“The Fall” is a remarkable film.
If you have read anything about this movie, you are already aware that its exotic locations, artfully designed camera angles, and colorful art direction make it a unique experience. What I’d like to mention, then, is something equally, if not more, remarkable: the performance of its lead actress, the young Romanian actress Catinca Untaru.
[…]the fall tarsemUntaru plays Alexandria, a precocious little immigrant girl recovering from a broken arm in an early 1920s Los Angeles hospital. There she meets Roy (Lee Pace), an injured movie stuntman who can’t feel his legs and is also despondent over the loss of his girlfriend. Looking for something a little more devious than just her company, he begins to enchant Alexandria with a tale of five adventurers on a trip to exact revenge on an evil governor named Odious.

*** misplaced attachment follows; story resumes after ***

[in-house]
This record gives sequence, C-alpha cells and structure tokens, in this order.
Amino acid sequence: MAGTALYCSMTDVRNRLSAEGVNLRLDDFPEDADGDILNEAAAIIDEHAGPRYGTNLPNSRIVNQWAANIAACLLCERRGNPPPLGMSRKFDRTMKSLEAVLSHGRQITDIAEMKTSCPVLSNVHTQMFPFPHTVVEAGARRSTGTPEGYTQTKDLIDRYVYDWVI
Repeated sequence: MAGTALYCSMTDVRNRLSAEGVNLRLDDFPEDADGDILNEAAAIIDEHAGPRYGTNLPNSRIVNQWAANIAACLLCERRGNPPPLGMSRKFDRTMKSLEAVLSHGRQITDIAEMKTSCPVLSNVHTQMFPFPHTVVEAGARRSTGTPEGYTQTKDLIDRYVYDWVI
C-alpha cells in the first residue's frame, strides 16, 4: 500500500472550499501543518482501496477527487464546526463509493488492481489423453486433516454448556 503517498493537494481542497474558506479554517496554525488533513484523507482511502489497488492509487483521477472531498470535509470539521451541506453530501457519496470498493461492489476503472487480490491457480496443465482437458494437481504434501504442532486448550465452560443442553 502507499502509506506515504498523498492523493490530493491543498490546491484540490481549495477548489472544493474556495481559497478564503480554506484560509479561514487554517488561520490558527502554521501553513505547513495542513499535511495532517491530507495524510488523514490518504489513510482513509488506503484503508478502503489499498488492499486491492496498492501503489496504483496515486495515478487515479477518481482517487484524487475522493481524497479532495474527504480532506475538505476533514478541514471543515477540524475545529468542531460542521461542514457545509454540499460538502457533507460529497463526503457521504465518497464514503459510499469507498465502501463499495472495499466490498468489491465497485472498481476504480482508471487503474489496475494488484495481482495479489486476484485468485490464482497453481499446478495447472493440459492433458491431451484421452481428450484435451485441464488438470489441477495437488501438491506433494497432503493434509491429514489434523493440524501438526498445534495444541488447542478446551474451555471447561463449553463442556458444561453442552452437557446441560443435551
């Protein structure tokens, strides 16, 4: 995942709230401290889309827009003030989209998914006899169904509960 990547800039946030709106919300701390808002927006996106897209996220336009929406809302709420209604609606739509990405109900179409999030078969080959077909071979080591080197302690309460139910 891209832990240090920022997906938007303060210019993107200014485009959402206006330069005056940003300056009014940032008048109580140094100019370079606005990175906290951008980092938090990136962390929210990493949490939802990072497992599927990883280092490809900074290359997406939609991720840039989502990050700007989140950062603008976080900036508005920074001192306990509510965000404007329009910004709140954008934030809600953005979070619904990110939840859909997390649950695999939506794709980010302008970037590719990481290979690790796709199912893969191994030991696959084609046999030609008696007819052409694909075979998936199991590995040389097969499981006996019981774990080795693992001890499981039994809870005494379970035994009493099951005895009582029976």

[…]Pace and Untaru have an unusual chemistry that is so interesting and real, it absolutely drives the fantasy sequences. Her reactions are so unaffected it’s as if she’s not even working off of a script. Sometimes she stumbles over her words, searching for the right way to communicate with Roy, just as a little girl who is new to the country would. Background on Alexandria is sketchy, but we do know hat her house was burned down when she was younger and her father now occupies an iconic place in her dreams. The moments between her and Roy are more than just sweet; they take on an almost tragic tone from the beginning because we suspect Roy’s ulterior motives while Alexandria does not.
[….]As fantastic as the story sequences in “The Fall” are, we are grounded by the fact that characters we believe in have created them, and they have happened right there in front of our eyes